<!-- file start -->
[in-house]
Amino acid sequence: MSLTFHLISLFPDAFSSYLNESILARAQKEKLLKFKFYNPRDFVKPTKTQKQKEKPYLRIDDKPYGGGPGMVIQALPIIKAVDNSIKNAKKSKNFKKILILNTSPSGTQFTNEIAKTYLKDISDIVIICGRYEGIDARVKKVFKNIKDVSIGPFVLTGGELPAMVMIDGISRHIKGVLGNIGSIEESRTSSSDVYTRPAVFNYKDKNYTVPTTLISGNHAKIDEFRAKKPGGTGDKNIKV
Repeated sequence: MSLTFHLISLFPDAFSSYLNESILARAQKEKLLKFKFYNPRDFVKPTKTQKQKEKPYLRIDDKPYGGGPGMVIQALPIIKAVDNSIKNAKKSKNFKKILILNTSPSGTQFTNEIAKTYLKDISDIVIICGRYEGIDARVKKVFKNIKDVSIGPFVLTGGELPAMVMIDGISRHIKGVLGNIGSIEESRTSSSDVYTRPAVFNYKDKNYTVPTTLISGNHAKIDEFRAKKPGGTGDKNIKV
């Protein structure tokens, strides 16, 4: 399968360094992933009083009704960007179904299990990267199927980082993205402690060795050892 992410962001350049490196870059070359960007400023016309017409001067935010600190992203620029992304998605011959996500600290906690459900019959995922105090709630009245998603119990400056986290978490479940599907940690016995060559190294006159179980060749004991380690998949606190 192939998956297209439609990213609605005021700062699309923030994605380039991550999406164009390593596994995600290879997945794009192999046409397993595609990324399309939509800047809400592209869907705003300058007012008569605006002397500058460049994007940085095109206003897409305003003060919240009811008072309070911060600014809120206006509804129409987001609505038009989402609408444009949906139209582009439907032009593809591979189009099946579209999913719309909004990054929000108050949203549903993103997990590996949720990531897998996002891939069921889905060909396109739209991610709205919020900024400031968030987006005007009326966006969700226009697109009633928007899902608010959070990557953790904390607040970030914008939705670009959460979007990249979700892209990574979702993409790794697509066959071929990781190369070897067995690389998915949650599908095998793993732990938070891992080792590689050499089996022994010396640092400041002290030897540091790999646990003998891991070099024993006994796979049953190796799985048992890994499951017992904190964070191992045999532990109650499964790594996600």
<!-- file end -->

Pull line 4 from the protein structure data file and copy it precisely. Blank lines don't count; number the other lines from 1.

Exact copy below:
């Protein structure tokens, strides 16, 4: 399968360094992933009083009704960007179904299990990267199927980082993205402690060795050892 992410962001350049490196870059070359960007400023016309017409001067935010600190992203620029992304998605011959996500600290906690459900019959995922105090709630009245998603119990400056986290978490479940599907940690016995060559190294006159179980060749004991380690998949606190 192939998956297209439609990213609605005021700062699309923030994605380039991550999406164009390593596994995600290879997945794009192999046409397993595609990324399309939509800047809400592209869907705003300058007012008569605006002397500058460049994007940085095109206003897409305003003060919240009811008072309070911060600014809120206006509804129409987001609505038009989402609408444009949906139209582009439907032009593809591979189009099946579209999913719309909004990054929000108050949203549903993103997990590996949720990531897998996002891939069921889905060909396109739209991610709205919020900024400031968030987006005007009326966006969700226009697109009633928007899902608010959070990557953790904390607040970030914008939705670009959460979007990249979700892209990574979702993409790794697509066959071929990781190369070897067995690389998915949650599908095998793993732990938070891992080792590689050499089996022994010396640092400041002290030897540091790999646990003998891991070099024993006994796979049953190796799985048992890994499951017992904190964070191992045999532990109650499964790594996600």